Hungarian Oak .  
The European oak species Quercues Petraea found in the Hungarian forests of Zemplen hills is used in our barrel making.

Quercus petraea tends to prefer lighter, better-drained soils and cool continental climate, similar to the climate of France. The frost tolerant Q. petraea is a tight grain oak with dense growth rings. This species is the same as the tight grain oak from the Alliers and Nevers region of France.
Traditionally the oak from the Zemplen Hills was highly sought after by the French coopers in the mid nineteenth century, to supply the great Chateaux of France.  Winemakers preferred the softer, smoother texture Hungarian oak offered to their wines, especially in their early development. Our oak barrels are crafted the very traditional way by hand splitting the wood. This age old process remains the only way to produce watertight staves without compromising the integrity of the oak.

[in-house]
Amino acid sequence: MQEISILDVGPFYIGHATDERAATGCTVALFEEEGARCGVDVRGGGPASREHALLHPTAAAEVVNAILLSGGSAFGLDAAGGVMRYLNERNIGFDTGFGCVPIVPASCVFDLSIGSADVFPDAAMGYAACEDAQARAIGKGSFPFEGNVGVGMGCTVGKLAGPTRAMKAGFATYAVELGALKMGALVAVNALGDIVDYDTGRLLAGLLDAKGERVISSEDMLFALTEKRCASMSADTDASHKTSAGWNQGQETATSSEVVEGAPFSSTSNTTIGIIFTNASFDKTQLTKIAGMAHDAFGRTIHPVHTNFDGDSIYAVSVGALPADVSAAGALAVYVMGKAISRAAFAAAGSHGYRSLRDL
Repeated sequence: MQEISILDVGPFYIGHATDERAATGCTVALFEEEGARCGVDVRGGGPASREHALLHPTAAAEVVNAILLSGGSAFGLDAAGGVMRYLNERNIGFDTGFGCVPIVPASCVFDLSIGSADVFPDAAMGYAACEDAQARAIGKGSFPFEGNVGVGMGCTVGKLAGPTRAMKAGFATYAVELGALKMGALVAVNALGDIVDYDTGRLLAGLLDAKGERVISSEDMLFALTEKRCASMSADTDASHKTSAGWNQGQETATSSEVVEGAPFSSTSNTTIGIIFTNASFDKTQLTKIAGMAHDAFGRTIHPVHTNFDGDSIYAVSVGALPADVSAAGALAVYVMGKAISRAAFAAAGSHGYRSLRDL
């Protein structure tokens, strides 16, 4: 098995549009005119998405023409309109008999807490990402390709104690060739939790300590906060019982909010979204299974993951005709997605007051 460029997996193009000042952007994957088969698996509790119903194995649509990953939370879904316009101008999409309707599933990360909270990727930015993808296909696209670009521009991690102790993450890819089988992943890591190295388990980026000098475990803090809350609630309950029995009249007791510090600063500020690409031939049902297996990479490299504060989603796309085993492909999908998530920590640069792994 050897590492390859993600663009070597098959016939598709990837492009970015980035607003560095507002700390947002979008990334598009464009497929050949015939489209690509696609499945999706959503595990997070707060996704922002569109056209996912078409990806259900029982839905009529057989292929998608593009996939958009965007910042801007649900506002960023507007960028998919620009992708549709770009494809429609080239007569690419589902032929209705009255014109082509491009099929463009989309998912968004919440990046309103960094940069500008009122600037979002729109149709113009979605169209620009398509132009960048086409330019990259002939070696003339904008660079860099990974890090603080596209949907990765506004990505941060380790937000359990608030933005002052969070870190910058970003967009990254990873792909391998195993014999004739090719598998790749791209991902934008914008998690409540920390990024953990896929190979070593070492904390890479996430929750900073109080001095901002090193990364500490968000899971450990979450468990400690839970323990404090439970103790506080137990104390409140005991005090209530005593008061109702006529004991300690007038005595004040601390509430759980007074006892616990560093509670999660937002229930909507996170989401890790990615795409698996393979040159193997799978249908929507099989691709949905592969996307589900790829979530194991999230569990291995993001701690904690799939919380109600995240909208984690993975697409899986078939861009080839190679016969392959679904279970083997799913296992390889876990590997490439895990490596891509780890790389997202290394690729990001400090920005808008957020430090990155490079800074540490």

The wood is loosely stacked and rotated periodically to ensure proper ventilation and even seasoning.
Left in the open air for a minimum of 24 months, including two summers, the staves are naturally dried by the sun, wind and rain. In this process harsh tannins and other impurities are removed from the wood (staves). 
Then the staves are carefully selected and examined before they are assembled for toasting.
Toasting over oak fire is one of the most important steps in barrel making.  In order to achieve desired toast level with an evenly deep penetration one must control the temperature and heating time of the toasting process. 
 The intensity and duration of the toasting process influences the aromas and flavors the barrel will contribute to the wine. 
Our medium toast level oak barrels have a warm, sweet character with strong vanilla overtones and a hint of butterscotch.